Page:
Welcome Halloween early with Fright Nights, X-Scream Haunted House and a re-imagined “Dracula.” Plus, Bob Woodward, Ween, Jim Jefferies and more in your week ahead.
What: Screening of “Arsenic and Old Lace”
Where: Coral Gables Art Cinema, 260 Aragon Ave., Coral Gables
When: 7 p.m.
Contact: 786/385-9689, gablescinema.com
Always on the shortlist of the funniest films I’ve ever seen, Frank Capra’s “Arsenic and Old Lace” receives a rare 35mm screening this week at Coral Gables Art Cinema. As loopy as it is macabre, the screwball comedy stars Cary Grant as a writer who arrives in his old family home to prepare for his engagement to his fiancée (Priscilla Lane), only to find that his kindly old aunts are mass murderers with a preference for gullible bachelors. As more bodies are discovered, supporting characters add to the hilarious nonsense, including Grant’s deranged brother, who thinks he’s Teddy Roosevelt, another brother who bears a striking resemblance to Boris Karloff, and an alcoholic, psychopathic plastic surgeon. It’s all in good, wicked fun, a Halloween-set classic spiked with mirth instead of horror.
What: Opening night of Fright Nights
Where: South Florida Fairgrounds, 9067 Southern Blvd., West Palm Beach
When: Opens at 6 p.m.
Cost: $30 for 30 event tickets
Fright Nights’ Creative Director Craig McInnis works year-round to develop terrifying haunts, and this season’s crop of four blood-soaked houses of horror are no exception. Just take a gander at the backstories: Visitors can use their fair tickets to test their wits at “Das Krankenhaus,” a former military hospital that become a torture chamber for sadistic medical experiments; “The Mansion on Meadow Lane,” an AirBnB property overrun with zombies; “Twisted Tales,” an elaborate nightmare vision of children’s fairy tales gone awry; and “The Cuckoo’s Nest 2,” a Christmas-themed sequel to a prior haunt, in which mental patients have busted from the sanatorium and are prepared to “wreck the halls.” Enter, if you dare, and remember that there’s plenty of pumpkin beer on tap to soothe your nerves. Fright Nights, which includes access to midway games and carnival rides as well, runs through Oct. 27.
What: Opening night of “Bram Stoker’s Dracula”
Where: Arsht Center, 1300 Biscayne Blvd., Miami
When: 7:30 p.m.
Contact: 305/949-6722, arshtcenter.org
Despite the title of Zoetic Stage’s first production of its 2018/2019 season, this isn’t exactly Bram Stoker’s Dracula—it’s Michael McKeever’s. The prolific local playwright’s feminist reimagining takes audiences back to Victorian England and the godfather of gothic horror—while still challenging today’s zeitgeist, in particular the #MeToo movement. Some events in McKeever’s version mirror Stoker’s original, with legal solicitor Jonathan Harker and his fiancée Mina visiting the title character in his Transylvanian castle. From there, it spirals in new and subversive directions. In the novel, and in screen versions of the story, the women of “Dracula” are chaste, victimized ciphers. In McKeever’s telling, they become the tale’s three-dimensional heroines. Even the vampire hunter Van Helsing will be played by an African-American woman, Karen Stephens. The production runs through Oct. 28, but don’t wait to order tickets: This is the fastest-selling show in Zoetic’s history.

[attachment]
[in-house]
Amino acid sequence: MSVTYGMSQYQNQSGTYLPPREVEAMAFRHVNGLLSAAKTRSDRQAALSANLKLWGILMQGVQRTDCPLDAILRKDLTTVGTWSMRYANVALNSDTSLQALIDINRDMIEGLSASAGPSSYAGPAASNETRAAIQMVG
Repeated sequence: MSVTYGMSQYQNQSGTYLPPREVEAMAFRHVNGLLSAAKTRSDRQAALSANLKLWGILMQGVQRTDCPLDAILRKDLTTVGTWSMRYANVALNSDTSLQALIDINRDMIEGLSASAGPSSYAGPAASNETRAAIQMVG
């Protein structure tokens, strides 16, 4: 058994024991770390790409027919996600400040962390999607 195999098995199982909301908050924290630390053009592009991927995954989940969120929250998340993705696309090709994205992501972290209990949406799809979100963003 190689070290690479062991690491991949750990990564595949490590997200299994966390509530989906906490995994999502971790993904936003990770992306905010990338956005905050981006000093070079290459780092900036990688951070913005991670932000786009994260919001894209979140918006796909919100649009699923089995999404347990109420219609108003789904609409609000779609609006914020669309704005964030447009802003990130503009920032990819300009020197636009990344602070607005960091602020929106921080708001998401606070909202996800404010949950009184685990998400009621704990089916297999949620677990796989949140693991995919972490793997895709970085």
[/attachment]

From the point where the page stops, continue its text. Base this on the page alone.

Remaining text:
What: Floyd, a Tribute
Where: Mizner Park Amphitheater, 590 Plaza Real, Boca Raton
When: 8 p.m.
Contact: 561/393-7700, mizneramp.com
This tribute act, boasting a show with more bells and whistles than Times Square on New Year’s Eve, claims to be the “Ultimate U.S. Pink Floyd Experience.” The dozens—nay, hundreds?—of bands playing the music of the legendary U.K. prog rockers may disagree, but judge for yourself at this touring performance. The 10-piece band includes perfect vocal mimics of David Gilmore and Roger Waters, along with backup singers, multiple guitars, two keyboardists, a percussion session and a saxophonist. But as with any immersive Floyd experience, the show is as much about the atmosphere as the music. And Floyd, a Tribute includes crisscrossing laser displays, synchronized lighting effects, and a state-of-the-art LED wall. It’s likely to be the weekend’s best trip—no provisions required.